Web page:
The amount of commercials and other crap before a movie in a theater is staggering already. Only a few years ago, there would be few previews and nothing else -- now I am forced to see 20 minutes of commercials (having paid 9 bucks for the movie!)

    This is similar to showing the unskippable FBI warning on frigging DVDs. People who pay are further annoyed, pirates do not notice this at all. Great idea!

  • by daveschroeder (516195) on Tuesday July 22, 2003 @06:29PM (#6505465)
    ...that someone would have taken the opportunity to take a jab at the MPAA and point out the error in the big splash graphic: "You're threatening the livlihood (sic) of thousands" [respectcopyrights.org], but then I realized that it would imply that the typical Slashdot reader would

    a. have read the article, and

    b. know how to spell

  • by freeweed (309734) on Tuesday July 22, 2003 @06:47PM (#6505699)
    The local cable companies have been running this ad for the past few months:

    A young boy goes into a grocery/convenience store, and pockets some candy. He leaves, the shopkeeper catches him, and the next shot is the cops bringing the kid home. So Dad and Junior are having a heart-to-heart, Dad is asking "where did you learn to steal?" Junior replies: "But Dad! You steal satellite signals!".

    The commercial then cuts to a message to the effect of "theft is theft. stealing satellite signals is a crime. Sponsored by your local cable companies".

    The first time I saw this, I would have sworn it was going to be a commercial paid for by the satellite providers in Canada. Nope, looks like the cable co's are feeling the pinch of DTV piracy in Canada (arrr matey).

    Blatantly wrong propaganda such as this turns my stomach, but they sure have my parents convinced - they now are very nervous about the cryptography course I'm taking next year, because I told them I could use that knowledge to help decrpyt satellite signals.

    Nice world we live in, eh?
  • My Response to FUD (Score:3, Informative)

    by trueaveragejoe (615086) <trueaveragejoe.yahoo@com> on Tuesday July 22, 2003 @07:06PM (#6505935) Homepage
    Hi. As a consumer and an advocate of technology, I would like to address a few incorrect and wrong statements from http://www.respectcopyrights.org/popup/why-3.html. I would also like to explain why they are incorrect. Consider addressing them. Thank you.

    Italicized are quoted from: http://www.respectcopyrights.org/popup/why-3.html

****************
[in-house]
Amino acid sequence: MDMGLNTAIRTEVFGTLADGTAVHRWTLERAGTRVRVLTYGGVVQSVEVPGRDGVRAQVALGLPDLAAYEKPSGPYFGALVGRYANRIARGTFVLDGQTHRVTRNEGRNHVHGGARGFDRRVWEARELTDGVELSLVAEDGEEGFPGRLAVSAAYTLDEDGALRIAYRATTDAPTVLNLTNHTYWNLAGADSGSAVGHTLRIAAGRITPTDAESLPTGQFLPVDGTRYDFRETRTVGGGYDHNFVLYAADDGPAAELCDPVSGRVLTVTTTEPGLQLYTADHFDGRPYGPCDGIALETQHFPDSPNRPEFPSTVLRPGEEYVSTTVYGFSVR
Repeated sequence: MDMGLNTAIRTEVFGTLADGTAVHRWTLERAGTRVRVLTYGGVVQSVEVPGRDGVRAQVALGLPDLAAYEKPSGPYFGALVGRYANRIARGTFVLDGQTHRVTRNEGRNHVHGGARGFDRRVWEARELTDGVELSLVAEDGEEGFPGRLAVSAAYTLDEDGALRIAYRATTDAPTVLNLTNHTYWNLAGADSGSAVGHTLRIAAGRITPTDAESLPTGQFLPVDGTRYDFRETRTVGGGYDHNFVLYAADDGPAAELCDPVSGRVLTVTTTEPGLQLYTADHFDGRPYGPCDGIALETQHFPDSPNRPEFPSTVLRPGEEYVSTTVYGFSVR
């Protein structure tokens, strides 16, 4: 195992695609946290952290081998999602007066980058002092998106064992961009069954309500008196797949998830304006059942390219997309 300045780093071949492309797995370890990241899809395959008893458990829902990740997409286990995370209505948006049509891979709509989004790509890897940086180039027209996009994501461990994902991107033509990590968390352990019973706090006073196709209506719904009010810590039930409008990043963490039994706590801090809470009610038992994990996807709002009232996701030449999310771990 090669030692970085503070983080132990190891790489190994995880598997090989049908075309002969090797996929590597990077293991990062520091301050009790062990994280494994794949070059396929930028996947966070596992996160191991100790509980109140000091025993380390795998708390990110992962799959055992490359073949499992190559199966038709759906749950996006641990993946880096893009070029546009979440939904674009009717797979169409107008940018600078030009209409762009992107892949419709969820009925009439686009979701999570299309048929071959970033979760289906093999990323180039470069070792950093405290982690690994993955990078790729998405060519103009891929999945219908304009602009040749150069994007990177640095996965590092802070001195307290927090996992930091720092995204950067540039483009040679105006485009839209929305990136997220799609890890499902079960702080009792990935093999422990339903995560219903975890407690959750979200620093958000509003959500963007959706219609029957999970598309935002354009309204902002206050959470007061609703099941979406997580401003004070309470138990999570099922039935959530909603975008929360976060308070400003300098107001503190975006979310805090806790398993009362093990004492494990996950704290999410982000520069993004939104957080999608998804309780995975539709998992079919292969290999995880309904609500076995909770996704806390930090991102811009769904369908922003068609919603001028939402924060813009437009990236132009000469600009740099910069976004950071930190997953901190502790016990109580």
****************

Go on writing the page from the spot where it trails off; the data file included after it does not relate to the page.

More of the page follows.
Have you ever had your computer crash and had to replace it or reinstall all the files due to a virus or other such problem? The nature of "peer-to-peer" file sharing sites like eDonkey, Gnutella, KaZaA, etc., open your computer to destructive viruses and worms and annoying pop-ups. Common Viruses: Apher, Benjamin, Backdoor, Duload, Fizzer, Hantner, Klez, Neuer, Nimda, Livra and Magic Eightball

    The nature of peer-to-peer is NOT to "open the computer to destructive viruses and worms and annoying pop-ups." This is a common misconception. Peer-to-peer is a tool and technlogy. Peer-to-peer is a techology that is designed to evolve the distribution channel from the traditional server-client to client(also a server)-otherclients(also servers). There are advantages since it relieves bandwidth from the server. Peer-to-peer is a useful tool of distribution especially when the distributor does not have the manpower to distribute their work. It can especially be useful for independent musicians and amateur directors who do not have the resources. Since peer-to-peer is a technology, it can also be abused. I agree with that but peer-to-peer technology offers tremendous outcome. Though in many people's minds, peer-to-peer is linked to pirating, peer-to-peer is NOT pirating. It is simply a technology. The nature of peer-to-peer is not to open the computer for viruses/popups. Though Kazaa and several other programs do include malware/spyware into their programs, they are not the total of one technology. They are only one implementaiton of a technology. Kazaa also has many legal materials and offers an efficient method of distribution. Second, Gnutella is NOT a peer-to-peer site. Gnutella is a peer-to-peer network. Programs that implement Gnutella such as Gnucleus and others are programs. There are also many Gnutella clients out there that are open source such as Gnucleus. You can inspect the code to see if there is any relation of viruses or spyware.